The Taste of Ashes: The Afterlife of Totalitarianism in Eastern Europe

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The Taste of Ashes: The Afterlife of Totalitarianism in Eastern Europe

Format:  Hardcover,

370 pages

Publisher: Random House Inc

Publish Date: Jan 2013

ISBN-13: 9780307888815

ISBN-10: 0307888819

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The following content was provided by the publisher.
An inventive, wholly original look at the complex psyche of Eastern Europe in the wake of the revolutions of 1989 and the opening of the communist archives.
In the tradition of Timothy Garton Ash's "The File, "Yale historian and prize-winning author Marci Shore draws upon intimate understanding to illuminate the afterlife of totalitarianism. "The Taste of Ashes" spans from Berlin to Moscow, moving from Vienna in Europe's west through Prague, Bratislava, Warsaw and Bucharest to Vilnius and Kiev in the post-communist east. The result is a shimmering literary examination of the ghost of communism - no longer Marx's "specter to come" but a haunting presence of the past.
Marci Shore builds her history around people she came to know over the course of the two decades since communism came to an end in Eastern Europe: her colleagues and friends, once-communists and once-dissidents, the accusers and the accused, the interrogators and the interrogated, Zionists, Bundists, Stalinists and their children and grandchildren. For them, the post-communist moment has not closed but rather has summoned up the past: revolution in 1968, Stalinism, the Second World War, the Holocaust. The end of communism had a dark side. As Shore pulls the reader into her journey of discovery, reading the archival records of people who are themselves confronting the traumas of former lives, she reveals the intertwining of the personal and the political, of love and cruelty, of intimacy and betrayal. The result is a lyrical, touching, and sometimes heartbreaking, portrayal of how history moves and what history means.

Specifications

Publisher: Random House Inc
Publish Date: Jan 2013
ISBN-13: 9780307888815
ISBN-10: 0307888819
Format: Hardcover
Number of Pages: 370
Shipping Weight (in pounds): 1.35
Product in Inches (L x W x H): 7.0 x 9.5 x 1.0

Chapter outline

Author's Notep. ix
Prefacep. xi
The Taste of Ashesp. 1
A Wrinkle in Timep. 4
Truthp. 15
Hair Is Like Garbagep. 37
Everything I Know about People I Learned in the Campsp. 44
It Was Only a Small Revolutionp. 51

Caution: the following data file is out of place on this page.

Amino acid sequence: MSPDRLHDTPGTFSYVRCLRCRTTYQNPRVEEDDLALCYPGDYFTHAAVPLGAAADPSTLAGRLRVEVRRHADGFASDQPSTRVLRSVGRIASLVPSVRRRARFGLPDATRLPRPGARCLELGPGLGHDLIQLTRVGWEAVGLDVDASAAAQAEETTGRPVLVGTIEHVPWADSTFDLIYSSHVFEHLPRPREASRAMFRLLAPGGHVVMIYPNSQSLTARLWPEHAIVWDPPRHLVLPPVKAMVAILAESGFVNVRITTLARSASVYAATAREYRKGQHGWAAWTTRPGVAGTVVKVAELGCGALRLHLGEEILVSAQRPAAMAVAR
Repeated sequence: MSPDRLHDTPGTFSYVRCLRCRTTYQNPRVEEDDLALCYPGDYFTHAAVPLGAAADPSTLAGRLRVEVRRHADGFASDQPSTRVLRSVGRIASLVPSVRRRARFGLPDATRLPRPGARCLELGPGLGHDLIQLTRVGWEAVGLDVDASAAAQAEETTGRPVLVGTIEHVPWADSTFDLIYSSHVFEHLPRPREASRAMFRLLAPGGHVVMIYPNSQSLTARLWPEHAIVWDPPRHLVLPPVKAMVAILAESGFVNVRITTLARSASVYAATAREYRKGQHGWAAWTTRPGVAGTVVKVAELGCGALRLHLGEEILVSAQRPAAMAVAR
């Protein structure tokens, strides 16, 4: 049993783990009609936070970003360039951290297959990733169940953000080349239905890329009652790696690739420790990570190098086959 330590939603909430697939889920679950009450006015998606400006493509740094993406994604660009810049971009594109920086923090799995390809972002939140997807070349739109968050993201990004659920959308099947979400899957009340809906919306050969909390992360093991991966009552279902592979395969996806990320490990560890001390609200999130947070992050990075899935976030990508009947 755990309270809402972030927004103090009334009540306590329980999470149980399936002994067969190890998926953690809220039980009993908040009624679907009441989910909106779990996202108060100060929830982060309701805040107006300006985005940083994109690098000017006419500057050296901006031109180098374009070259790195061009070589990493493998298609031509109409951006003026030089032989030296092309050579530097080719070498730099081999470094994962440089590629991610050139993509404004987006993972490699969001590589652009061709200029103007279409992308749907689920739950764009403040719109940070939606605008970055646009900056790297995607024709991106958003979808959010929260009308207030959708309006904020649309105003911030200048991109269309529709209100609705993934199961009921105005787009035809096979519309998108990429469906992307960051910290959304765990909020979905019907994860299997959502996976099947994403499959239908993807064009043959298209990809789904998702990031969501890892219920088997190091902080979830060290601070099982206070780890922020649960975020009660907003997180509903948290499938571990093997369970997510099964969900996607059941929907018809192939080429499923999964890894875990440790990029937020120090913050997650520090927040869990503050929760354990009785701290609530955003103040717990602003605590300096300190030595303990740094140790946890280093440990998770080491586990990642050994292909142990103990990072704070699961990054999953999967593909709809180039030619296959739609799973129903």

Pornography in Praguep. 69
The Human Being Is Rather Perversep. 82
Reason and Consciencep. 99
A Galician Summerp. 120
Think About Whether or Not I Was Rightp. 125
The Other Side of Stalinismp. 132
The Locomotive of Historyp. 139
Cemeteriesp. 201
Broken Familiesp. 213
The Eternally Wandering Jewp. 221
The Dead and the Livingp. 227
But Not in the Ovensp. 254
Children of the Revolutionp. 273
The Taste of Caviarp. 279
Filesp. 284
Everything Was So Unattractivep. 291
Unrequited Lovep. 299
A Star of the Stagep. 307
Lustrationp. 311
God-Seekingp. 333
Tragedy and Romancep. 342
Acknowledgmentsp. 359
Cast of Historical Figuresp. 363

Book description

An inventive, wholly original look at the complex psyche of Eastern Europe in the wake of the revolutions of 1989 and the opening of the communist archives.

In the tradition of Timothy Garton Ash's The File, Yale historian and prize-winning author Marci Shore draws upon intimate understanding to illuminate the afterlife of totalitarianism. The Taste of Ashes spans from Berlin to Moscow, moving from Vienna in Europe's west through Prague, Bratislava, Warsaw and Bucharest to Vilnius and Kiev in the post-communist east. The result is a shimmering literary examination of the ghost of communism - no longer Marx's "specter to come" but a haunting presence of the past.

Marci Shore builds her history around people she came to know over the course of the two decades since communism came to an end in Eastern Europe: her colleagues and friends, once-communists and once-dissidents, the accusers and the accused, the interrogators and the interrogated, Zionists, Bundists, Stalinists and their children and grandchildren. For them, the post-communist moment has not closed but rather has summoned up the past: revolution in 1968, Stalinism, the Second World War, the Holocaust. The end of communism had a dark side. As Shore pulls the reader into her journey of discovery, reading the archival records of people who are themselves confronting the traumas of former lives, she reveals the intertwining of the personal and the political, of love and cruelty, of intimacy and betrayal. The result is a lyrical, touching, and sometimes heartbreaking, portrayal of how history moves and what history means.

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